The wheelchair to commode transfer can be tricky and following these simple steps can make it a lot easier, especially if the caregiver has to do the majority of the work.
In this article, we’ll look at how the person needs to be best positioned so that the transfer will be as smooth and easy as possible with the least amount of work on the part of the patient as well as the caregiver that’s helping.
This following technique helps with most anyone who may have the need to use a beside commode or what is commonly referred to as a 3-in-1 commode. This includes helping a person (who may be paralyzed on one side) to a commode, an elderly person, or someone who may be very weak.
Note: you cannot use a slide board (transfer board) on a 3-in-1 commode as the arms will prevent sliding over.
Pivot Transfer From Wheelchair To Commode
Follow along with the following steps:
- It’s easier to get out of a wheelchair if you’re sitting near the front edge. So, have the individual scoot forward to the front of the wheelchair. This will also help with positioning the feet under or slightly behind the vertical plane of the knee.
- Then have the person turn their back to the commode. While most will want to face the commode, this takes the body out of position. The person needs to move their rear end toward the commode and not their nose (as they would if they are facing the commode).
- At this point, have or assist them to turn their feet and point their toes away from the commode. When you turn the feet in this manner, you reduce or eliminate the need to walk, or take a step when you’re moving to the commode.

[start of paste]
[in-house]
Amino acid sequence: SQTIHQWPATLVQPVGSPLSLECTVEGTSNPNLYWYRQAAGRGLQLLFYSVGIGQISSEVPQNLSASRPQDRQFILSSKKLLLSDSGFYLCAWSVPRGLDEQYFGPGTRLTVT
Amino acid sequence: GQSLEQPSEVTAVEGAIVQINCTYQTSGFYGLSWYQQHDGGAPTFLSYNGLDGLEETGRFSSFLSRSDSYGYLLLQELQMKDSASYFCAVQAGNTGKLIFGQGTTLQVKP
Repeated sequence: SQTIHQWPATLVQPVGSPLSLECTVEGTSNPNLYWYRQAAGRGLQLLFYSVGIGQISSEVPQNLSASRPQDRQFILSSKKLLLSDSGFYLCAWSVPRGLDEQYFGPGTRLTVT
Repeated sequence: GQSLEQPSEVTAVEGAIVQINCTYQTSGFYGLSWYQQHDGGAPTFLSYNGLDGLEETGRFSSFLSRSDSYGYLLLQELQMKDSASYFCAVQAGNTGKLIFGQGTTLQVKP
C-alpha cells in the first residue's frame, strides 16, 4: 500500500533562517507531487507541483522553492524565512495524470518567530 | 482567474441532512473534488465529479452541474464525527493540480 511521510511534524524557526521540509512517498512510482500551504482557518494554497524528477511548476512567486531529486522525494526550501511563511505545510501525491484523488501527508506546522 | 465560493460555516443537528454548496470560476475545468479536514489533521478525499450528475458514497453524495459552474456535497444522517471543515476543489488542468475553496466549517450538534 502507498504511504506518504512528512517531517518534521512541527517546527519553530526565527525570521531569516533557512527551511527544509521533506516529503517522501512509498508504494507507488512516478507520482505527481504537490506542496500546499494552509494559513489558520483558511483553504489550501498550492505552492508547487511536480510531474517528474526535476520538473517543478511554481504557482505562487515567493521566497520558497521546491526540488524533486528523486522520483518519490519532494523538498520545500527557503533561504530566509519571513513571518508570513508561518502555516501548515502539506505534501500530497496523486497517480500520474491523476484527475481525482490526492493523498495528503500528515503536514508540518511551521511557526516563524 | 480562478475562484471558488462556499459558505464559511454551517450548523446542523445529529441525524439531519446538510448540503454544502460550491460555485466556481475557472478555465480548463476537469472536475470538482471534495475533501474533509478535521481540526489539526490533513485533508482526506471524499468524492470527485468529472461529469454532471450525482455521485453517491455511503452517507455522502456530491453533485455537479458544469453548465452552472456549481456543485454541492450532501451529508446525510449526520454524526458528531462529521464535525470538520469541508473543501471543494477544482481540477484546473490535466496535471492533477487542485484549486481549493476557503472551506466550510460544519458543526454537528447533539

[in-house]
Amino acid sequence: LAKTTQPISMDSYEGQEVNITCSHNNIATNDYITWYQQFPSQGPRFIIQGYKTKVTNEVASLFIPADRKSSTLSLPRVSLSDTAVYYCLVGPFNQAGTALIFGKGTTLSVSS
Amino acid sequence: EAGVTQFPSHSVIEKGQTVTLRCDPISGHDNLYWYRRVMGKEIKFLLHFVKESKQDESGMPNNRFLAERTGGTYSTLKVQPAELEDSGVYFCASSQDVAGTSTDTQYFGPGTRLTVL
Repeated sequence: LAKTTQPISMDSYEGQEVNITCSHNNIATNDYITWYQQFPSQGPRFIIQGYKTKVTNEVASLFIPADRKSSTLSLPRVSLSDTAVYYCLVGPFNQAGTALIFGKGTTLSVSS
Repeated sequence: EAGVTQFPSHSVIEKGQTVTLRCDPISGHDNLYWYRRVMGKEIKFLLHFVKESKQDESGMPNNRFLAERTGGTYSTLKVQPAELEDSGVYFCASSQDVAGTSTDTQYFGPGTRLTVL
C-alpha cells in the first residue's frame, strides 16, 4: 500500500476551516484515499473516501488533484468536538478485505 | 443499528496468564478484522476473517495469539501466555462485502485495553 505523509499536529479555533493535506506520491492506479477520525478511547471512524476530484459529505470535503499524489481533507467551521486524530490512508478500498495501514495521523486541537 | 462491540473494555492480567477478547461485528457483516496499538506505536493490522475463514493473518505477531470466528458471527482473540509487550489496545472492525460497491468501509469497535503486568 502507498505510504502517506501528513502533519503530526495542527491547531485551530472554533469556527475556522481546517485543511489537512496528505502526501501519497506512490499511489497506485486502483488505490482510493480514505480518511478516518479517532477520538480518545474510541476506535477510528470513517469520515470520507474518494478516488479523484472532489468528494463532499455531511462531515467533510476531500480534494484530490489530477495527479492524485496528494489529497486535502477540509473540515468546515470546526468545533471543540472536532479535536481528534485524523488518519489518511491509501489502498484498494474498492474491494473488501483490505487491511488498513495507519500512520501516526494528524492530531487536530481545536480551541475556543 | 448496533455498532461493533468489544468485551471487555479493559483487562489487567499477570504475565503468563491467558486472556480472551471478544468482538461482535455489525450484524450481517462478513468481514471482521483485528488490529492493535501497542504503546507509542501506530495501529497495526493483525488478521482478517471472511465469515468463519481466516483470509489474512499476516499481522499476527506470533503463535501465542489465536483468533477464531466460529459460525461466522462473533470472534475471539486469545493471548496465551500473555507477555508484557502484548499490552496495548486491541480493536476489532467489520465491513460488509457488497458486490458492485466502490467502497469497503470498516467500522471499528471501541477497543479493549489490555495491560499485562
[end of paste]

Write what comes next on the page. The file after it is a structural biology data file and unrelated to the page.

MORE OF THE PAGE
- Now, reach across the commode for the arm rest that is furthest away. You do this so that the individual does not have to let go of one of their supports once they are in standing or weight bearing.
- Once the individual is in this position they need to rock (or rocked by you) forward onto their flat feet. Notice, the shoulder have to be brought over and in front of their feet in order to have stable balance.
- Now that they have reached weight bearing status, all they need to do is swing their hips over and then lower themselves down to the commode. If they have been positioned correctly, there is generally no need to take a step toward the commode.
- Now that you’re on the commode, you can slide back into place. To get off the commode, simply use the same sequence in reverse.
The thing to remember about this particular technique is that the back is turned toward the direction that a person is moving and their gaze is turned 180 degrees opposite of the sitting destination. This will align their body correctly and the move can be made swiftly.
There are only a few simple steps involved with this transfer. The more it is practiced, the easier it becomes.
I frequently tell caregivers to practice it themselves in order to memorize the sequence of steps. This helps with communicating it more confidently when assisting someone who may be in pain or nervous about falling.
Please leave a comment and let me know if you have found this helpful or if you have a different method for getting someone onto a commode from a wheelchair.